Sverre Fehn: A Scandinavian Inspiration



"When I build on a site in nature that is totally unspoiled, it is a fight, an attack by our culture on nature. In this confrontation, I strive to make a building that will make people more aware of the beauty of the setting, and when looking at the building in the setting, a hope for a new consciousness to see the beauty there, as well."

Born in 1924 in Kongsbery, Normay, Sverre Fehn, was always a man born “before his time”, the Pritzker Architecture Prize star considers Jean Prouv√©, Marocan primitive architecture and Le Corbusier his true influences; in spite of being called a modernist, his architecture remains intact to the true Scandinavian tradition of primitive shapes and integration to with the natural world. Most of his works can be seen in Norway, although several other works can be found elsewhere.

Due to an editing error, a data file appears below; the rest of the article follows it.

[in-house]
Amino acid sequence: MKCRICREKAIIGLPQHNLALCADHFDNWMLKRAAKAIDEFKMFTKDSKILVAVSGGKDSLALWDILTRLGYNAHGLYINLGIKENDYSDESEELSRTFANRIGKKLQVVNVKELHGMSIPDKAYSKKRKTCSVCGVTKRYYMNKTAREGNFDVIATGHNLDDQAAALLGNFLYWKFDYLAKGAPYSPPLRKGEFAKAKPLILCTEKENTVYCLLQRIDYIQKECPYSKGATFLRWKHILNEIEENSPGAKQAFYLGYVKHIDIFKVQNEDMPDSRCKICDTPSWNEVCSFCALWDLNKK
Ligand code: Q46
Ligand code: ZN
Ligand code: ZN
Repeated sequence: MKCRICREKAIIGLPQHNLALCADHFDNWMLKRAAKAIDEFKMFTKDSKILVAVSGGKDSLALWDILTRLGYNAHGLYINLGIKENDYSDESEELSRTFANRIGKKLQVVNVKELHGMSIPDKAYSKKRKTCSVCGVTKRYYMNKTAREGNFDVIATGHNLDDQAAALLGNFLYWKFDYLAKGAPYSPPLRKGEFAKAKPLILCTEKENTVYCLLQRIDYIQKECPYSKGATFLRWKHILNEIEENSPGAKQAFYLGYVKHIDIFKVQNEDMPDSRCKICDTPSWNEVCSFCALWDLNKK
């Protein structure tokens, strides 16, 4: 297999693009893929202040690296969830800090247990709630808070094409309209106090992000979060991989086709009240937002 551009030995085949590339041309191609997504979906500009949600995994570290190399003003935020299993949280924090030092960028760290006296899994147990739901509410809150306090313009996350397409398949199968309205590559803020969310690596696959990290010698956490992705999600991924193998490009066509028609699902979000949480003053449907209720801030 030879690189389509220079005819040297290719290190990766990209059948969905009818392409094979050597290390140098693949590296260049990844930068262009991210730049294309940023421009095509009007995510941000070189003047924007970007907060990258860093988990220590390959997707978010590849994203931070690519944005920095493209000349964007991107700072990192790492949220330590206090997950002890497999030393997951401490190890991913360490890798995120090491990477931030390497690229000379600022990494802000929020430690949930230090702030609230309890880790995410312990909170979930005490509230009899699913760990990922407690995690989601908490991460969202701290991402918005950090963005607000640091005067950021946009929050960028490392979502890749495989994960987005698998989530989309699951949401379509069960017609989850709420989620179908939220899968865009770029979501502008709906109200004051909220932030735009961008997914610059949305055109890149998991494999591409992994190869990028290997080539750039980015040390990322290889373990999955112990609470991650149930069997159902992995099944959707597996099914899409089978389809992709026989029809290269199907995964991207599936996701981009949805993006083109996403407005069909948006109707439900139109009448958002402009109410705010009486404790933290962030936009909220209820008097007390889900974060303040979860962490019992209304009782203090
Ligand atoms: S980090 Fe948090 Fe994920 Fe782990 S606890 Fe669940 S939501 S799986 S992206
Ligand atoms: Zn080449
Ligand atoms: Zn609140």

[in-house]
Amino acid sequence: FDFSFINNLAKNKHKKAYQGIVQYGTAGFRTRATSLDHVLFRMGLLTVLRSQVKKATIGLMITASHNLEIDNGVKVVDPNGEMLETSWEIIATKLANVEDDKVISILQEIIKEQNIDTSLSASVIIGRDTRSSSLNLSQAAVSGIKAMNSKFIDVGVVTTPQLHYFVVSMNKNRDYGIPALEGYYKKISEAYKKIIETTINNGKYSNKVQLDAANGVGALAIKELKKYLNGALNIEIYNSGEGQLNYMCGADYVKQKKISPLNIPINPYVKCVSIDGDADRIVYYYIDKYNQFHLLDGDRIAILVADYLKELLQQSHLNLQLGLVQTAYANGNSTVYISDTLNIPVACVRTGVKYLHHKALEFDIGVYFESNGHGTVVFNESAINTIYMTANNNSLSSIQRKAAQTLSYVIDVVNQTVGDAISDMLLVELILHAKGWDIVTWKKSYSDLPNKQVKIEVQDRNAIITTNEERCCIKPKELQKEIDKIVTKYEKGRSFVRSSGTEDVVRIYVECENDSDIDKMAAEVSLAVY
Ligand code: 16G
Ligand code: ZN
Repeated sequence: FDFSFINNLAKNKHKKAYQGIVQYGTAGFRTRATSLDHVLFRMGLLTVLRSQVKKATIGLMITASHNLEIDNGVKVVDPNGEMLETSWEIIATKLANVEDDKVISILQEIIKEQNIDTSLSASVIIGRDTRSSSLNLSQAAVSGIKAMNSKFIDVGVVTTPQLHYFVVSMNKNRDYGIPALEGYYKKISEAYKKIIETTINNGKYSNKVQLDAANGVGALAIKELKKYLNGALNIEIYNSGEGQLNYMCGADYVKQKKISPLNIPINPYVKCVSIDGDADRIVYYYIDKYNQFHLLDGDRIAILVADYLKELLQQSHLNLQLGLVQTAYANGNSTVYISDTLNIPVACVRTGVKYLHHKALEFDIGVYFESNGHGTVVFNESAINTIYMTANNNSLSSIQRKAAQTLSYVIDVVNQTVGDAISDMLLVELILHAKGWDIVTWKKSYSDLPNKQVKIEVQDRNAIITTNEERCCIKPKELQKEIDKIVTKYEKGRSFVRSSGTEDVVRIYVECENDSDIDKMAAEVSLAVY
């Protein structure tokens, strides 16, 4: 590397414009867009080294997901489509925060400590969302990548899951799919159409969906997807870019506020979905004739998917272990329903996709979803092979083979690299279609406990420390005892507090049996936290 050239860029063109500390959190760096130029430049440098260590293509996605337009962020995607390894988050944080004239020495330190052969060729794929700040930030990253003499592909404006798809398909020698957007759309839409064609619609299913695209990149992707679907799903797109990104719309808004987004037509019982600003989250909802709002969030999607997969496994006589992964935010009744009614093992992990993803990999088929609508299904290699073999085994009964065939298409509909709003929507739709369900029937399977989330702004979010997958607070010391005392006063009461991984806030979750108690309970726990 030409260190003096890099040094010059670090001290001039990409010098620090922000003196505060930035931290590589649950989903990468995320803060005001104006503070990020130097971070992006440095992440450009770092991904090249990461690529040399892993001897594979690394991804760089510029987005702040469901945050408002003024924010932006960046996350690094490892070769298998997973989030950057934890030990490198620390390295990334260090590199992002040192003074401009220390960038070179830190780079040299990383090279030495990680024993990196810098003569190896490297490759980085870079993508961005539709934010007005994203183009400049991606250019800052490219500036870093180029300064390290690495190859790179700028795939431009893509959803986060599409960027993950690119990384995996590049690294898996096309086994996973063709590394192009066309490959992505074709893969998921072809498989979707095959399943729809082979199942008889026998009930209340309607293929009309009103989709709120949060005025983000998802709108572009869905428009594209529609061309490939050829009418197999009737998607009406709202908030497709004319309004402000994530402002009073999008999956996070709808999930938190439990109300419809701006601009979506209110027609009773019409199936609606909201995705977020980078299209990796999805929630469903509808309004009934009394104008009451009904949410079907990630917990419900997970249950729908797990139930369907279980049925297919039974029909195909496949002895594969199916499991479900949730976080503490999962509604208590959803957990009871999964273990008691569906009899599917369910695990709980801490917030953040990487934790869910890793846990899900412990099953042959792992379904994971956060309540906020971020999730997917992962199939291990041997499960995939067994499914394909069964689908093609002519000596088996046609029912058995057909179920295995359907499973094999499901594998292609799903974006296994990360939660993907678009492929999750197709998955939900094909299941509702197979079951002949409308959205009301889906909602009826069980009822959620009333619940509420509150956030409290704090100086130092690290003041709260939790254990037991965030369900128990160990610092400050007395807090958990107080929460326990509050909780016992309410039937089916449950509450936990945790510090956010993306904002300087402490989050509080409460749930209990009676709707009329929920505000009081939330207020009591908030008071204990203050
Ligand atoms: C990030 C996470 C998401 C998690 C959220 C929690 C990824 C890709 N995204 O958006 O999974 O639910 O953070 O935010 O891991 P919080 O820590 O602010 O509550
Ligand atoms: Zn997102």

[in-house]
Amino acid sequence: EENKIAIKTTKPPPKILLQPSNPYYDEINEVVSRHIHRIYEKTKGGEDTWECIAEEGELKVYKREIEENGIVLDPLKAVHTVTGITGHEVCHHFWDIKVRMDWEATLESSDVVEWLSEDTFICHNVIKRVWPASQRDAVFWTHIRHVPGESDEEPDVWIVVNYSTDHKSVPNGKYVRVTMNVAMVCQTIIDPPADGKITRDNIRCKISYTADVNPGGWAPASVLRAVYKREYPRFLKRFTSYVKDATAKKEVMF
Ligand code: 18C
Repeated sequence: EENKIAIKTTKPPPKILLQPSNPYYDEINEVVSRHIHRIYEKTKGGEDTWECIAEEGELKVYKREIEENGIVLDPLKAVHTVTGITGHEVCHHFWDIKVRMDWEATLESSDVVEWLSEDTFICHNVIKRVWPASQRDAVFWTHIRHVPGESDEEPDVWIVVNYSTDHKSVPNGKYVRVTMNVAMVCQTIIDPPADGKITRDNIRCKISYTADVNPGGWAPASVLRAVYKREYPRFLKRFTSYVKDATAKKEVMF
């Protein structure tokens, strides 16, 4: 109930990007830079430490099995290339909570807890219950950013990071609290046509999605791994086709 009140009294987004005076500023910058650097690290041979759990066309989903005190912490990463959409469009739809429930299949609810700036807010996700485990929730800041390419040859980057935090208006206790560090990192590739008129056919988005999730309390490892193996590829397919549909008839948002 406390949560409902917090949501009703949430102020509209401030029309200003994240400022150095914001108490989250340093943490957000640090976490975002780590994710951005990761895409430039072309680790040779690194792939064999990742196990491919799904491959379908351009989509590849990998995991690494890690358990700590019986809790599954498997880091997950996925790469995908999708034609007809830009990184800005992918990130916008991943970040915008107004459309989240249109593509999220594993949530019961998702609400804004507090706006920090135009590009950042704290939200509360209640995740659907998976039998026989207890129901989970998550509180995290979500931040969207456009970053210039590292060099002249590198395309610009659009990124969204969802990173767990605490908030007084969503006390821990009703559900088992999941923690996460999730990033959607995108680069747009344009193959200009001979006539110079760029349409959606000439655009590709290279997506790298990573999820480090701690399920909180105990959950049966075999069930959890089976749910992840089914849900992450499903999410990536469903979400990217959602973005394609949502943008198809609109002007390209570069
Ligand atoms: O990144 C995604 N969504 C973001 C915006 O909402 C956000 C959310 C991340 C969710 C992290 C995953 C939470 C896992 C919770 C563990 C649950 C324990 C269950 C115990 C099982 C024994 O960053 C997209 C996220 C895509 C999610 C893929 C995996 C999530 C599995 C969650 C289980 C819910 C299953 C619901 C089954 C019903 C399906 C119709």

The simplicity and cleanliness of his works are what made him a true “starchitect”, his ability to create harmony even within the noisiest ambience is truly a visionary’s virtue. There is something almost poetic when seen with the correct light and subtlety of form. His architecture has not only an impressive aesthetic, but also a strong message, as a post-war architect, he jumped on the Modern Movement, but expressed it with provincial forms and resources, keeping the human eminence within his buildings.